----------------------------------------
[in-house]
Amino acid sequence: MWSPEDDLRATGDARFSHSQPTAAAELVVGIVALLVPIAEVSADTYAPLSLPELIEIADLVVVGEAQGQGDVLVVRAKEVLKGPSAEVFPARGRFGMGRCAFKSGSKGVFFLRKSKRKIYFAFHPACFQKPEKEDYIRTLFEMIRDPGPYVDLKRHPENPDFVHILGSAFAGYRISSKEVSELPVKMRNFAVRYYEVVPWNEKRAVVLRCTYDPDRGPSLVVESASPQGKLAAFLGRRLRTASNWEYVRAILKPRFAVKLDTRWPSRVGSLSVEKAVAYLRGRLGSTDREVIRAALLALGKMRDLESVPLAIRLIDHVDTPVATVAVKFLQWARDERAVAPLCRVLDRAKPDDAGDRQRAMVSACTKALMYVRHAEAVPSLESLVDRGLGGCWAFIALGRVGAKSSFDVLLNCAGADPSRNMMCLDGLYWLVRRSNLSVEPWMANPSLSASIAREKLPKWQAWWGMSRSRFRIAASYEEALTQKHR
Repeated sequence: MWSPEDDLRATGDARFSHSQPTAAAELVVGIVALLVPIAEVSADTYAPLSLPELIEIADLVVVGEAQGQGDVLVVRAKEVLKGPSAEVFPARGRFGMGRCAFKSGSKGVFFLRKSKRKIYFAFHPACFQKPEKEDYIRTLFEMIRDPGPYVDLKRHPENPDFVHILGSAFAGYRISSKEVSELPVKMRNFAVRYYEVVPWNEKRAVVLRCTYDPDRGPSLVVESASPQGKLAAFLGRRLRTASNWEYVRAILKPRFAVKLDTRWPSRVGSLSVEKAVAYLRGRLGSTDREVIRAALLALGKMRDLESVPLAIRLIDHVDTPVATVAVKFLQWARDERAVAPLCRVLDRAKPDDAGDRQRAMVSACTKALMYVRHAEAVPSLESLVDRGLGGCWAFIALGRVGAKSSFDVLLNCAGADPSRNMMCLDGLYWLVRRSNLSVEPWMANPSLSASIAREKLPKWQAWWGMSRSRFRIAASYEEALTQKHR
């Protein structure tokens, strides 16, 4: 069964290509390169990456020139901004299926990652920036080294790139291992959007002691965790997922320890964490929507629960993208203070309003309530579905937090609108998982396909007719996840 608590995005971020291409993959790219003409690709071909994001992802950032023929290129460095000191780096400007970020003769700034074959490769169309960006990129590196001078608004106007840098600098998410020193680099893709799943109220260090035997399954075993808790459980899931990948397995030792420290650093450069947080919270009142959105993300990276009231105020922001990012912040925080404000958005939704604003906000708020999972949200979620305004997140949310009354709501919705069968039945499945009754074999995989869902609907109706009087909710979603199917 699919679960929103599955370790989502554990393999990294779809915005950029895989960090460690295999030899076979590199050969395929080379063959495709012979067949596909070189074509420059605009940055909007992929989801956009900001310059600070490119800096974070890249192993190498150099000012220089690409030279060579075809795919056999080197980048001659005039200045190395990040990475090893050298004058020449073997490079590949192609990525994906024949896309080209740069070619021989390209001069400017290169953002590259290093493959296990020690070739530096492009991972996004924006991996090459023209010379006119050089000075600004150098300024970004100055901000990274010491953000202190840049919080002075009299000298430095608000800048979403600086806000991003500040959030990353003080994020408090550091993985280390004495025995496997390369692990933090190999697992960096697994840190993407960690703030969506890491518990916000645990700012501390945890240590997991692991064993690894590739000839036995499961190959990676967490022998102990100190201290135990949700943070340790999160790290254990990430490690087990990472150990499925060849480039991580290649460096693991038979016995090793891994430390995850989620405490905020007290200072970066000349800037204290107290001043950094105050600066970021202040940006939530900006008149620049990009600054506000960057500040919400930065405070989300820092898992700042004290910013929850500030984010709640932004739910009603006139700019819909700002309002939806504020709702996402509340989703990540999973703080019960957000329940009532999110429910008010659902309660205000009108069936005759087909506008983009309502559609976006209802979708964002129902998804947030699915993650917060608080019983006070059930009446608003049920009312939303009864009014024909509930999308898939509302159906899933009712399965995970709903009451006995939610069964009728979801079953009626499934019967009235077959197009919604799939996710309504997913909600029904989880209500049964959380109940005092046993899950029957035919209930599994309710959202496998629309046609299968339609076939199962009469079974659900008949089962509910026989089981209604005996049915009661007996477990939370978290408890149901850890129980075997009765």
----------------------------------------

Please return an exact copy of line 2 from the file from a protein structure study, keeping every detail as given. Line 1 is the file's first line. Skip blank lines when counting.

Amino acid sequence: MWSPEDDLRATGDARFSHSQPTAAAELVVGIVALLVPIAEVSADTYAPLSLPELIEIADLVVVGEAQGQGDVLVVRAKEVLKGPSAEVFPARGRFGMGRCAFKSGSKGVFFLRKSKRKIYFAFHPACFQKPEKEDYIRTLFEMIRDPGPYVDLKRHPENPDFVHILGSAFAGYRISSKEVSELPVKMRNFAVRYYEVVPWNEKRAVVLRCTYDPDRGPSLVVESASPQGKLAAFLGRRLRTASNWEYVRAILKPRFAVKLDTRWPSRVGSLSVEKAVAYLRGRLGSTDREVIRAALLALGKMRDLESVPLAIRLIDHVDTPVATVAVKFLQWARDERAVAPLCRVLDRAKPDDAGDRQRAMVSACTKALMYVRHAEAVPSLESLVDRGLGGCWAFIALGRVGAKSSFDVLLNCAGADPSRNMMCLDGLYWLVRRSNLSVEPWMANPSLSASIAREKLPKWQAWWGMSRSRFRIAASYEEALTQKHR